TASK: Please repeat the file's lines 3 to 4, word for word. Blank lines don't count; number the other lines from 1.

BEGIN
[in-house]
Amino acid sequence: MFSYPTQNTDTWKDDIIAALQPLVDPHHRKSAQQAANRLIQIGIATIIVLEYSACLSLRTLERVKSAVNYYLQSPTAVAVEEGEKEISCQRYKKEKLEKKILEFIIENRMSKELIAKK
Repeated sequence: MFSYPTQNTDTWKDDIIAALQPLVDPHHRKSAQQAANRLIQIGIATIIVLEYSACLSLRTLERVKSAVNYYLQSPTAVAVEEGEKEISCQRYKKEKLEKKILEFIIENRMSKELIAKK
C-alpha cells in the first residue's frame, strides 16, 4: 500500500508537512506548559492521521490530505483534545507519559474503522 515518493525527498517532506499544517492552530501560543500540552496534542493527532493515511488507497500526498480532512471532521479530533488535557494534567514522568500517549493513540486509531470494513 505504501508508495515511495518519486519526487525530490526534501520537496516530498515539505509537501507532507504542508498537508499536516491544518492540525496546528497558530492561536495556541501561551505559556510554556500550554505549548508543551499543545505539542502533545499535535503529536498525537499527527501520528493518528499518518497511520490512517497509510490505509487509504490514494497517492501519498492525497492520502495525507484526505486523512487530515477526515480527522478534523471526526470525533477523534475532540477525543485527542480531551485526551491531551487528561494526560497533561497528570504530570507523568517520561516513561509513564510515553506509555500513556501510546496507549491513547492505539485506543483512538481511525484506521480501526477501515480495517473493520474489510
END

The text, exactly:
Repeated sequence: MFSYPTQNTDTWKDDIIAALQPLVDPHHRKSAQQAANRLIQIGIATIIVLEYSACLSLRTLERVKSAVNYYLQSPTAVAVEEGEKEISCQRYKKEKLEKKILEFIIENRMSKELIAKK
C-alpha cells in the first residue's frame, strides 16, 4: 500500500508537512506548559492521521490530505483534545507519559474503522 515518493525527498517532506499544517492552530501560543500540552496534542493527532493515511488507497500526498480532512471532521479530533488535557494534567514522568500517549493513540486509531470494513 505504501508508495515511495518519486519526487525530490526534501520537496516530498515539505509537501507532507504542508498537508499536516491544518492540525496546528497558530492561536495556541501561551505559556510554556500550554505549548508543551499543545505539542502533545499535535503529536498525537499527527501520528493518528499518518497511520490512517497509510490505509487509504490514494497517492501519498492525497492520502495525507484526505486523512487530515477526515480527522478534523471526526470525533477523534475532540477525543485527542480531551485526551491531551487528561494526560497533561497528570504530570507523568517520561516513561509513564510515553506509555500513556501510546496507549491513547492505539485506543483512538481511525484506521480501526477501515480495517473493520474489510